Coronavirus and Connectivity

Through our Headlines news service, Benton is tracking the role of broadband in the response to coronavirus (COVID-19). Click on titles below for full summaries of articles and links to sources.

Why the coronavirus pandemic may fast-forward 5G adoption in the US

The coronavirus outbreak and the rise in remote work has advanced the need for more robust 5G technologies in the US. Verizon stated March 18 that the demands on bandwidth increased 75% over the previous week. The Federal Communications Commission and federal government are trying to accelerate deployment in urban and rural areas. But, the global pandemic has forced a supply chain slowdown that may delay further expansion of 5G.

The Internet Is Fine—for Now

Netflix says it will lower the quality of its video streams in Europe in an effort to preserve bandwidth for more essential online activities. But early data shows that most US broadband providers, and many elsewhere, are standing up to the surge in internet traffic generated by the many people stuck at home amid the Covid-19 pandemic. At least for now. 

Guidance on Essential Critical Infrastructure Workers During COVID-19, Includes Communications Workers

The Department of Homeland Security's Cybersecurity and Infrastructure Security Agency (CISA) released guidance to help state and local jurisdictions and the private sector identify and manage their essential workforce while responding to COVID-19.

Pledge to Stay Together

Highlighting some efforts to keep us all connected in what is a very scary time. We look at the Keep America Connected Pledge, other voluntary efforts by broadband providers, and actions by the Federal Communications Commission to waive program rules and increase the capacity of wireless carriers. But even with all this activity, we're seeing too many stories about too many people who are not connected during this pandemic.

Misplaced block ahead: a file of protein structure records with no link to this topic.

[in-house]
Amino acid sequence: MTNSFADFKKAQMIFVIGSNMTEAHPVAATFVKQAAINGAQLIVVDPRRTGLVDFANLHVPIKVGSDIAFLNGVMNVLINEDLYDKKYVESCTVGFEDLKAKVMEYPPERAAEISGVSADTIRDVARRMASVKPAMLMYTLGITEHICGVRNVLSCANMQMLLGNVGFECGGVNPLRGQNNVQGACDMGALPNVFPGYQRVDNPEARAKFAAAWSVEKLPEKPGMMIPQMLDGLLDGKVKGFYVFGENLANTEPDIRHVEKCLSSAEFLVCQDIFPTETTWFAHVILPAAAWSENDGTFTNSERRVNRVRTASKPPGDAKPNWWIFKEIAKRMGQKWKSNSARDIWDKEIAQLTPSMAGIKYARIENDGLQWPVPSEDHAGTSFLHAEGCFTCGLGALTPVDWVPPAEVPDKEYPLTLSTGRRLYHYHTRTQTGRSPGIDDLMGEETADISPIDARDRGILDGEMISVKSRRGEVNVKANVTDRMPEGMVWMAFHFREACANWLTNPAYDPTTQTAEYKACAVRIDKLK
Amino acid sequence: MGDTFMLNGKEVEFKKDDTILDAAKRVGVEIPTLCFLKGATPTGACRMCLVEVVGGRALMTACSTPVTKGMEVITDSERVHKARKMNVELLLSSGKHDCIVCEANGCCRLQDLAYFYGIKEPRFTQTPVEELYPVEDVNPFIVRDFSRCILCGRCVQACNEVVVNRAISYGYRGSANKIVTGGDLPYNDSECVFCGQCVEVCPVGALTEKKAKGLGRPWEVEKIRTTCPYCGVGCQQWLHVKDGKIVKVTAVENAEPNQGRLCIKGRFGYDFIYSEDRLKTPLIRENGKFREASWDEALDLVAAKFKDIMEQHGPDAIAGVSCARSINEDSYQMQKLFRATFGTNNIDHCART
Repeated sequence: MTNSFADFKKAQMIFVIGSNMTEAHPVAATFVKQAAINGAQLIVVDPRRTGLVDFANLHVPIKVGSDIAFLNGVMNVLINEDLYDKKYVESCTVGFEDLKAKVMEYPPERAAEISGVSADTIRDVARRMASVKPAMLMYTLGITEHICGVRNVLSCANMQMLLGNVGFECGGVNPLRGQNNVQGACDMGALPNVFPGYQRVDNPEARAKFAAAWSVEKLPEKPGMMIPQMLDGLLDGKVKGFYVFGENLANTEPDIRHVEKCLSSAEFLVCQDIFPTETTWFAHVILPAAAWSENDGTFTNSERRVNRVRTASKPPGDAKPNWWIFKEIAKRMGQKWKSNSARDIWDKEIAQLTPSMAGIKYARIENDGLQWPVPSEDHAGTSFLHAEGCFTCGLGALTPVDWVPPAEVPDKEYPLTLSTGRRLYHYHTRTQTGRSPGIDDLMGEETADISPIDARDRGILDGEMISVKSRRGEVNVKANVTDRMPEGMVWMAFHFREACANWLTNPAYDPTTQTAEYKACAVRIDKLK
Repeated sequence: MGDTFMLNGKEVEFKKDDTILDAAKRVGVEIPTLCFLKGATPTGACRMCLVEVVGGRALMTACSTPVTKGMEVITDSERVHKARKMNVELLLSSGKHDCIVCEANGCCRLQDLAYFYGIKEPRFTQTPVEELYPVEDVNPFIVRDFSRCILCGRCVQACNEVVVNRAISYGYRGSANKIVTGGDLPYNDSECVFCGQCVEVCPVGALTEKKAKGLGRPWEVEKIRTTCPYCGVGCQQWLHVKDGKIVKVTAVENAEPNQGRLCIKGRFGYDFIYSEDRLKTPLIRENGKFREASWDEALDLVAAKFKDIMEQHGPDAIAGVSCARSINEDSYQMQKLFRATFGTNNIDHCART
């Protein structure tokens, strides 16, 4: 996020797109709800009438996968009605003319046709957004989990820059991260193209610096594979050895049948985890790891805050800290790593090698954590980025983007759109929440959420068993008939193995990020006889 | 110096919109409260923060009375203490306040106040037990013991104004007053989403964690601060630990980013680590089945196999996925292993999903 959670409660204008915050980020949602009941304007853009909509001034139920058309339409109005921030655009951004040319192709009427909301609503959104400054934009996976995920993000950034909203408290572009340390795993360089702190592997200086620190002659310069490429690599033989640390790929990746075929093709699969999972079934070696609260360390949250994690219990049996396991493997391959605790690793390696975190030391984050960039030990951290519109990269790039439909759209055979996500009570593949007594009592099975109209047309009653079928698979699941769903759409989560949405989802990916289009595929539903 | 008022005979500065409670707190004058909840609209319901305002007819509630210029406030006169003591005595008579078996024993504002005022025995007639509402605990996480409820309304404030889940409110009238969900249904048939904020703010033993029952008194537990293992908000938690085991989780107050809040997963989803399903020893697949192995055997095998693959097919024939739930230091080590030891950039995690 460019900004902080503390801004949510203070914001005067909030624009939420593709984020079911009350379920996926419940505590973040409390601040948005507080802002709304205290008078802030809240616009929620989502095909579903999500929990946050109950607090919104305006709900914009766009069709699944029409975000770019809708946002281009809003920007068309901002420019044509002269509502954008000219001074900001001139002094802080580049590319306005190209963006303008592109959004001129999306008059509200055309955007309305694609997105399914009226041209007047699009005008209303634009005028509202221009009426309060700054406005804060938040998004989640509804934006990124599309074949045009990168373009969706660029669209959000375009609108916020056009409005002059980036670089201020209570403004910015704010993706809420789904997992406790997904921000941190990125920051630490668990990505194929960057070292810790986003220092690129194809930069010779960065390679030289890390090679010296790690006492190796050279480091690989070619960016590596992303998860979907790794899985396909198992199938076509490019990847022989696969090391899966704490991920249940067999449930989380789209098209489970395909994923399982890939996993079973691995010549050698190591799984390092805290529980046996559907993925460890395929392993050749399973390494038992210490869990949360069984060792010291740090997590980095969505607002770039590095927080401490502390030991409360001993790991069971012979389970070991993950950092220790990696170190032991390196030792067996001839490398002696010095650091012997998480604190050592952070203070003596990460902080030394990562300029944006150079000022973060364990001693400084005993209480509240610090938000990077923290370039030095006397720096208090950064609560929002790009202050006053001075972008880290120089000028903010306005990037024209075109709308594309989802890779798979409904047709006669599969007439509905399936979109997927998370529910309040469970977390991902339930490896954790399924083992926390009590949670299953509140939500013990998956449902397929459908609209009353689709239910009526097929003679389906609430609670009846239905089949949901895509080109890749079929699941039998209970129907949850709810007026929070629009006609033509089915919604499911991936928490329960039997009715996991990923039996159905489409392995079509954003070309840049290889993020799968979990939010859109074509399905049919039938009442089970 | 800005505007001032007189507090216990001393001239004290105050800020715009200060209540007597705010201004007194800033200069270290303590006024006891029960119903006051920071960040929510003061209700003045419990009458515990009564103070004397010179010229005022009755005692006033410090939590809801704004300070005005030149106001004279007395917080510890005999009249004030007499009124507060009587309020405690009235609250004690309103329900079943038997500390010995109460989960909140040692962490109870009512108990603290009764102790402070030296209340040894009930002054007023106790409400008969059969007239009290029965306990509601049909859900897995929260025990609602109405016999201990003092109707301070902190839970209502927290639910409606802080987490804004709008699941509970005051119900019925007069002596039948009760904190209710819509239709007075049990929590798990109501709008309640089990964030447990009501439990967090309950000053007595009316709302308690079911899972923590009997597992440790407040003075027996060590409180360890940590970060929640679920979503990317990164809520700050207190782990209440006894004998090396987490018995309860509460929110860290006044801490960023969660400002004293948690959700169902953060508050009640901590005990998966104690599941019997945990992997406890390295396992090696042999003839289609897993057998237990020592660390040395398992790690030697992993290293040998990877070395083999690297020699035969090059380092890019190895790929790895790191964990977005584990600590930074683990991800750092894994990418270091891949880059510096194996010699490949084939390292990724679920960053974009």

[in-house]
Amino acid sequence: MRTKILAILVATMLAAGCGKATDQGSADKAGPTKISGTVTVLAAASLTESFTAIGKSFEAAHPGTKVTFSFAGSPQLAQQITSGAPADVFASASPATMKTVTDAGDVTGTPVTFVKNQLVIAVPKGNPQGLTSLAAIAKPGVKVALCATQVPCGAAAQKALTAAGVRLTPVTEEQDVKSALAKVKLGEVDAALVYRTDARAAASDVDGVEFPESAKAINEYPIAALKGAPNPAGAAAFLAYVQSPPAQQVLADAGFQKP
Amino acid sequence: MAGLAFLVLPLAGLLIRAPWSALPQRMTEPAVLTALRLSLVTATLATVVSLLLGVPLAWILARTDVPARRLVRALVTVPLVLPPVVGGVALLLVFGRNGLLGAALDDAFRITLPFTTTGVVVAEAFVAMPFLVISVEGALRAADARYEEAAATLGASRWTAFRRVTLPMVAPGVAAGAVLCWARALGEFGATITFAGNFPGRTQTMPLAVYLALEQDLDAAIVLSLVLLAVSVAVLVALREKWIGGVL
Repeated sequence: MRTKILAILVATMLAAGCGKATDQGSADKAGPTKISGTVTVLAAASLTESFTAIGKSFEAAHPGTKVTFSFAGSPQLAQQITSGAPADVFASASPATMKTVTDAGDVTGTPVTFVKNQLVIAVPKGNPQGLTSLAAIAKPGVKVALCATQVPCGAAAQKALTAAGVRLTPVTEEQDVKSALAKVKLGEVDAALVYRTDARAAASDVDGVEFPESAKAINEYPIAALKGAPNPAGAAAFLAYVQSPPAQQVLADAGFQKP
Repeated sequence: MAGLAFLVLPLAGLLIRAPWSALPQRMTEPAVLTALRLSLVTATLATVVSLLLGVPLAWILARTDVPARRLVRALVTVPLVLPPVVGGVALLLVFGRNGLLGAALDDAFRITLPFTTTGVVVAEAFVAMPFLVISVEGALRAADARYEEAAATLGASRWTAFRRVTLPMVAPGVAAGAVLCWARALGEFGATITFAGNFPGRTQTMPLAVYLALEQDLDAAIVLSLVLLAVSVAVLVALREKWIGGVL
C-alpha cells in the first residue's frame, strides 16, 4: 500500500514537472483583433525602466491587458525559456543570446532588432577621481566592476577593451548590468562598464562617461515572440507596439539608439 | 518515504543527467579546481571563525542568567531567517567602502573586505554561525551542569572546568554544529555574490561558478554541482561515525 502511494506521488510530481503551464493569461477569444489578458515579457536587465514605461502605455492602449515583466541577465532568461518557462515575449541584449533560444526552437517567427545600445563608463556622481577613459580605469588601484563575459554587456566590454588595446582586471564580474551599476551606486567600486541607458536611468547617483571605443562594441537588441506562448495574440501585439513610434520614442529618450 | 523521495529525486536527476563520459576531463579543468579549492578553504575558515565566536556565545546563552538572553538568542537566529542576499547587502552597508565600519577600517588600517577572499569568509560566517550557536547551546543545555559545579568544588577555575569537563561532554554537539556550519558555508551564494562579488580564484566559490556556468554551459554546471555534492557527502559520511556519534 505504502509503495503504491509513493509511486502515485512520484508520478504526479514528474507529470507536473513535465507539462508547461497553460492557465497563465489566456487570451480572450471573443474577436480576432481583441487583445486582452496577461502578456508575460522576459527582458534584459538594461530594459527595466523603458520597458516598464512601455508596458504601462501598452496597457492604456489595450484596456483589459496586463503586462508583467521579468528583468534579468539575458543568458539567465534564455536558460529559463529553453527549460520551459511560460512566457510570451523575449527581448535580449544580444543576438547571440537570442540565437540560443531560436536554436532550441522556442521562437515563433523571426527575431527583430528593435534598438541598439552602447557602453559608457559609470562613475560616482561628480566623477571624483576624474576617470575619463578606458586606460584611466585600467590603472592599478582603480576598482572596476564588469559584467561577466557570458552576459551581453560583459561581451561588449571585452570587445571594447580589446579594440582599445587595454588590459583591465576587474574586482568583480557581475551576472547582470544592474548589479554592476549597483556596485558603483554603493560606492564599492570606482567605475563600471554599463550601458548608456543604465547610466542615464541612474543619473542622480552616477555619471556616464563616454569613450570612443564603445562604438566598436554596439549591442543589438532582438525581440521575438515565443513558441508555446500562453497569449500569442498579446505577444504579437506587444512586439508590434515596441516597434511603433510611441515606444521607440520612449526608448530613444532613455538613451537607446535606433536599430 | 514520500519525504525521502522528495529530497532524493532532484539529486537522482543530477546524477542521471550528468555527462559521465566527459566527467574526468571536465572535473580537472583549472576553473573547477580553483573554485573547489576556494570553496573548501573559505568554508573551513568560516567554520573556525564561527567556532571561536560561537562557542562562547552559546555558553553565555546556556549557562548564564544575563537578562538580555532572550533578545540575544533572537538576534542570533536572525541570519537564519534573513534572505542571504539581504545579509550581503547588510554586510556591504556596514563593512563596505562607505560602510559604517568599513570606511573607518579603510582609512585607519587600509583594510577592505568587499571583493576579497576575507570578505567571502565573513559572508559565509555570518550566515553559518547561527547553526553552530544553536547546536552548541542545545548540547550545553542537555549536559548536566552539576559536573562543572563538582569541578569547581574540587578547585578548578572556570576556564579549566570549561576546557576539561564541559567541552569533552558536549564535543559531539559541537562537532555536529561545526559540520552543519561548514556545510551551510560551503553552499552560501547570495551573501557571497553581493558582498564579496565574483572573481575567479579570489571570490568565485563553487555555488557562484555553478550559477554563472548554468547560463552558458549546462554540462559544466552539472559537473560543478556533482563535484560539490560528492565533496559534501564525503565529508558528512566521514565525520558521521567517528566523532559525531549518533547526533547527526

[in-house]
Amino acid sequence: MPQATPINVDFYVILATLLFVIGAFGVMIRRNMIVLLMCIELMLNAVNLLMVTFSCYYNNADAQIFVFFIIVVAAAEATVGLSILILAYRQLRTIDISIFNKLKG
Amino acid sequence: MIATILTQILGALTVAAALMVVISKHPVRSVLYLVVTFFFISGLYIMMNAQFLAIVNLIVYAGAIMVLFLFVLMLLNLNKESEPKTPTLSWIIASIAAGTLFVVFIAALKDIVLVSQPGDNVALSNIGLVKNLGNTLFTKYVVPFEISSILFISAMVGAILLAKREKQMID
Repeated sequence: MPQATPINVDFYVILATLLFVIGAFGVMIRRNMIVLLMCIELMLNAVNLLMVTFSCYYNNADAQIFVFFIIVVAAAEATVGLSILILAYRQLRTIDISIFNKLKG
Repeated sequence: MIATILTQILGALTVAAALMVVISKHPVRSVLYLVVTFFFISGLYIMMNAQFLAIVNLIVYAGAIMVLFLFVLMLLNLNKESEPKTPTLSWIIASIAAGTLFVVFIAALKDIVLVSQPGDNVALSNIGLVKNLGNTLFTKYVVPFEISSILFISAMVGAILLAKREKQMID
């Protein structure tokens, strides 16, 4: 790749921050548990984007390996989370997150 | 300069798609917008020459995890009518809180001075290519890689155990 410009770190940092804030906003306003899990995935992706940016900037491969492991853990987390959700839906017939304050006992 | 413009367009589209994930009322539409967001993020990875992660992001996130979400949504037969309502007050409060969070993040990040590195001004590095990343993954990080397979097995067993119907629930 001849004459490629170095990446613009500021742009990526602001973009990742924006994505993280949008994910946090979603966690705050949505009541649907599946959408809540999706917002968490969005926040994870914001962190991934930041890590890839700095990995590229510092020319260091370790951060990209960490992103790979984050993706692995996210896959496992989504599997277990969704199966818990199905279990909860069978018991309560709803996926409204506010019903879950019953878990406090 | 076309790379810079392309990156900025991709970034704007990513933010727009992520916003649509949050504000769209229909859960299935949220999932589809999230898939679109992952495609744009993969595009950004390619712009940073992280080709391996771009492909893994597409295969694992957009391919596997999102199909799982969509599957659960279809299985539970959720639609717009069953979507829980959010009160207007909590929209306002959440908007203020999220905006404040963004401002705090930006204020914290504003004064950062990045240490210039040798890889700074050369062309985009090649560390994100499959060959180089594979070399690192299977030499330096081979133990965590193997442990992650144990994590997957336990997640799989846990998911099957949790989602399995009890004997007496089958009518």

At Schools Closed for Coronavirus, Online Work Won’t Count

For all the talk of online learning during shutdowns due to the coronavirus pandemic, many U.S. public school students will find that the work they do while at home is actually optional. It won’t be graded and it won’t count. Some public schools are calling online work “enrichment,” not part of the curriculum, because they can’t guarantee that all students will have access to it. Students without the internet or home computers can’t do it, and special-needs students may require accommodations to complete it. As a result, millions of schoolchildren risk missing weeks of school.

Senator Markey Queries White House on Plans to Use Americans’ Location Data for Coronavirus Response

Sen Ed Markey (D-MA) sent a letter to the Office of Science and Technology Policy (OSTP) regarding recent reports that it is considering future partnerships with companies including Google, Facebook, IBM and others, some of which would involve analyzing information about the location of those companies’ users, to stop the spread of the novel coronavirus.

FCC Commissioner Brendan Carr Praises FCC’s ‘Unprecedented Effort’ to Ensuring Connectivity During Coronavirus

Federal Communications Commissioner Brendan Carr praised the FCC’s emergency efforts to bolster connectivity in light of the coronavirus pandemic. Commissioner Carr said that “every reform is on the table” – particularly with regard to the agency’s Lifeline program – to ensure that American have adequate connectivity at this time.

Chairman Pai Welcomes More Keep Americans Connected Pledge Signers

Federal Communications Commission Chairman Ajit Pai announced that 205 additional broadband and phone service providers have taken the Keep Americans Connected Pledge, bringing the total number of companies to 390.

As Businesses Shut, How Many U.S. Workers Can Work From Home?

The coronavirus pandemic is prompting many businesses across the country to close their offices, forcing their employees to work from home. One problem: A majority of US workers don’t have jobs that easily enable them to work from home, the federal government says. According to a March 2019 survey by the US Bureau of Labor Statistics, only 7% of US workers are in an occupation where they spend a portion of their work schedule at home or at another approved location other than their office.

Wireless Spectrum Lending is the Latest Trend in COVID-19 Response

With wireless use set to spike as more people work from home during the coronavirus, or COVID-19, pandemic, wireless spectrum holders are working together to most efficiently use the available spectrum. That has led carriers and spectrum holders to temporarily put competition aside and enter wireless spectrum lending arrangements. The goal is to expand voice, video and data capacity where it is needed as work, as education and as commerce shifts to the home from the office, school and store.